The late businessman and philanthropist answers his title’s question with a last testament of sorts.
In the ancient Jewish tradition of an ethical will that dispenses not tangibles but moral principles, Bronfman (The Bronfman Haggadah, 2013, etc.) completed his manuscript just weeks before his death. Describing himself as a secular Jew—not a believer in a singular anthropomorphic authority whose avocation is to check on individual mortals—he finds much that is wonderful in the teachings and traditions of Judaism. He celebrates the warmth of his family relationships, unlike those of his childhood, and he speaks of goodness, not geopolitics, of morality, not dissention. A “cultural Jew,” eschewing rigid ritual, Bronfman teases out meaning from age-old texts. He examines the Hebrew Bible, the Talmud, rabbinic commentaries, exegesis from oral tradition, philosophical writing, and modern interpretations. The author revels in the particularly Jewish toleration of independent thinking and, if need be, argument with God. In this short book, especially relevant to a generation that knows little of its faith and finds little in it, there is a review of the holidays and holy days of the Jewish calendar. The author discusses the moral imperatives of charity, loving kindness, repair of the world, and repair of one’s own spiritual life. Bronfman’s text leans neither to the right nor the left of Jewish thought; it reflects the writer’s own studies. It is all just slightly self-congratulatory, though, as we learn of the good works of his Samuel Bronfman Foundation, his presidency of the World Jewish Congress, and other exemplary efforts. His easily accessible primer concludes on a lengthy, oddly mundane note, in which Moses is presented as providing specific lessons in the art of leadership.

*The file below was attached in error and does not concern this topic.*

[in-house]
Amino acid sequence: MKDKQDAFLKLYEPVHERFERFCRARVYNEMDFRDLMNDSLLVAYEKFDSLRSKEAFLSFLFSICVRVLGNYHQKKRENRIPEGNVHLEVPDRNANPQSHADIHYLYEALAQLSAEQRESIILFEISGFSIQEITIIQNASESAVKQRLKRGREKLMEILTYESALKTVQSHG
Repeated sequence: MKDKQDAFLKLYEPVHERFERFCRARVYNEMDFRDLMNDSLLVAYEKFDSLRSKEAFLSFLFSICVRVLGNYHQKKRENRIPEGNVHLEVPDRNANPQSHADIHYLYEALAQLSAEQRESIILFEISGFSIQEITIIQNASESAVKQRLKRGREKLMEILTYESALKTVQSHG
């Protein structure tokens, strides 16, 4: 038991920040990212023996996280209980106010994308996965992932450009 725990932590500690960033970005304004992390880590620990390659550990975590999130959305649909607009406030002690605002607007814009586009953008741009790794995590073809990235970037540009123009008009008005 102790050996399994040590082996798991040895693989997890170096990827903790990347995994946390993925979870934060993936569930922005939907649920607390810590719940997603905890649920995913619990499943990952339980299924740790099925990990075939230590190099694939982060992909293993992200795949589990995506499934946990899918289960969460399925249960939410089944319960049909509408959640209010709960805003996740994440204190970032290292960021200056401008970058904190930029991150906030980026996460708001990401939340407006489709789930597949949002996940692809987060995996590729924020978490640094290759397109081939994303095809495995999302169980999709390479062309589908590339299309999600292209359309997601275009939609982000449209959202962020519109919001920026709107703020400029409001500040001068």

One man’s personal call to laggard Jews to study, learn, and seek justice in a broken world. Readers of other persuasions may also profit from his insight into bits of Jewish thought and practice.